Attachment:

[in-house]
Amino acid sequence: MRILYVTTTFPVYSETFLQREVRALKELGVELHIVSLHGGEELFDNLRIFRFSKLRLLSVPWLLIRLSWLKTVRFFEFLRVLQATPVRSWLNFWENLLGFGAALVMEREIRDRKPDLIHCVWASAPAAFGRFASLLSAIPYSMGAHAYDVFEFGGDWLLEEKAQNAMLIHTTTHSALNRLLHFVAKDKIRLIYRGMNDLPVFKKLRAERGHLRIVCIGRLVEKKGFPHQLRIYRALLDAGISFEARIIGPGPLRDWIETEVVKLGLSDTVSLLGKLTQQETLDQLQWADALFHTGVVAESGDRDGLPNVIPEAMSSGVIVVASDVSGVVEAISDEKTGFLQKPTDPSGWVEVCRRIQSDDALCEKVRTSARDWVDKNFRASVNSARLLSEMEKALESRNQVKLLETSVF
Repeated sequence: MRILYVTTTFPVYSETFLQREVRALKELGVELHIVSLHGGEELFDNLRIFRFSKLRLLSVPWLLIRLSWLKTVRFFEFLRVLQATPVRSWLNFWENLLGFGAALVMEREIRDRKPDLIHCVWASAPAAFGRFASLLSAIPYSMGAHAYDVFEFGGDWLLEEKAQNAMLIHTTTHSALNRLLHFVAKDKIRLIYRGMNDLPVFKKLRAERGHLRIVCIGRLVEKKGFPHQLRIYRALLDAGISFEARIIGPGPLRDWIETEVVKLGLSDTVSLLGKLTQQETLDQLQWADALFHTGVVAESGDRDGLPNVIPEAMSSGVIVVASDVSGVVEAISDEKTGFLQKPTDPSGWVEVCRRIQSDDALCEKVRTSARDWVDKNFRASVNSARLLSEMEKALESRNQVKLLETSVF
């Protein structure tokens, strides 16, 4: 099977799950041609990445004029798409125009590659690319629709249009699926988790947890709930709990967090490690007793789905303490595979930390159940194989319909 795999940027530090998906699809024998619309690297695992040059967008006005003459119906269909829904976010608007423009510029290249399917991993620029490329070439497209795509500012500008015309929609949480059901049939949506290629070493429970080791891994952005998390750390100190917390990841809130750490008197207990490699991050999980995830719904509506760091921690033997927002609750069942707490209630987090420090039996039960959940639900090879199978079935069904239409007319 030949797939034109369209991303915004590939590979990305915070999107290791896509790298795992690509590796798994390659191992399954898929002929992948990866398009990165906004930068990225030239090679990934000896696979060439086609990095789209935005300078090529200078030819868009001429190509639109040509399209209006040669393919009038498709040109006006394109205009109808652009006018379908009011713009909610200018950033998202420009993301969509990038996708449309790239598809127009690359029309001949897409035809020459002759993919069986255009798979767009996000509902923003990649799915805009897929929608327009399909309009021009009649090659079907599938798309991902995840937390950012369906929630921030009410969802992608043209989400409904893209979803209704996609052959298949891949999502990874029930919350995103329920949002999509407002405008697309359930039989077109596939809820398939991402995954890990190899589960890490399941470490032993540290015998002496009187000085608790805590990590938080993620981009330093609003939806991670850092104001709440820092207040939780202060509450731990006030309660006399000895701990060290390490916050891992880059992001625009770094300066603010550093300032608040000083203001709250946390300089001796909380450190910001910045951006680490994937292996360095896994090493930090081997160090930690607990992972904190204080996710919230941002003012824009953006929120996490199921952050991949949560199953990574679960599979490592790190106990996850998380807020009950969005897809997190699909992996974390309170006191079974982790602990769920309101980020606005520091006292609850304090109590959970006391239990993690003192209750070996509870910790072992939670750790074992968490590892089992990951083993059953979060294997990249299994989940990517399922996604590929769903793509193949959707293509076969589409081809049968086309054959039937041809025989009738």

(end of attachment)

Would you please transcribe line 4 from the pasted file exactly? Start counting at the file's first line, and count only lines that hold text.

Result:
């Protein structure tokens, strides 16, 4: 099977799950041609990445004029798409125009590659690319629709249009699926988790947890709930709990967090490690007793789905303490595979930390159940194989319909 795999940027530090998906699809024998619309690297695992040059967008006005003459119906269909829904976010608007423009510029290249399917991993620029490329070439497209795509500012500008015309929609949480059901049939949506290629070493429970080791891994952005998390750390100190917390990841809130750490008197207990490699991050999980995830719904509506760091921690033997927002609750069942707490209630987090420090039996039960959940639900090879199978079935069904239409007319 030949797939034109369209991303915004590939590979990305915070999107290791896509790298795992690509590796798994390659191992399954898929002929992948990866398009990165906004930068990225030239090679990934000896696979060439086609990095789209935005300078090529200078030819868009001429190509639109040509399209209006040669393919009038498709040109006006394109205009109808652009006018379908009011713009909610200018950033998202420009993301969509990038996708449309790239598809127009690359029309001949897409035809020459002759993919069986255009798979767009996000509902923003990649799915805009897929929608327009399909309009021009009649090659079907599938798309991902995840937390950012369906929630921030009410969802992608043209989400409904893209979803209704996609052959298949891949999502990874029930919350995103329920949002999509407002405008697309359930039989077109596939809820398939991402995954890990190899589960890490399941470490032993540290015998002496009187000085608790805590990590938080993620981009330093609003939806991670850092104001709440820092207040939780202060509450731990006030309660006399000895701990060290390490916050891992880059992001625009770094300066603010550093300032608040000083203001709250946390300089001796909380450190910001910045951006680490994937292996360095896994090493930090081997160090930690607990992972904190204080996710919230941002003012824009953006929120996490199921952050991949949560199953990574679960599979490592790190106990996850998380807020009950969005897809997190699909992996974390309170006191079974982790602990769920309101980020606005520091006292609850304090109590959970006391239990993690003192209750070996509870910790072992939670750790074992968490590892089992990951083993059953979060294997990249299994989940990517399922996604590929769903793509193949959707293509076969589409081809049968086309054959039937041809025989009738």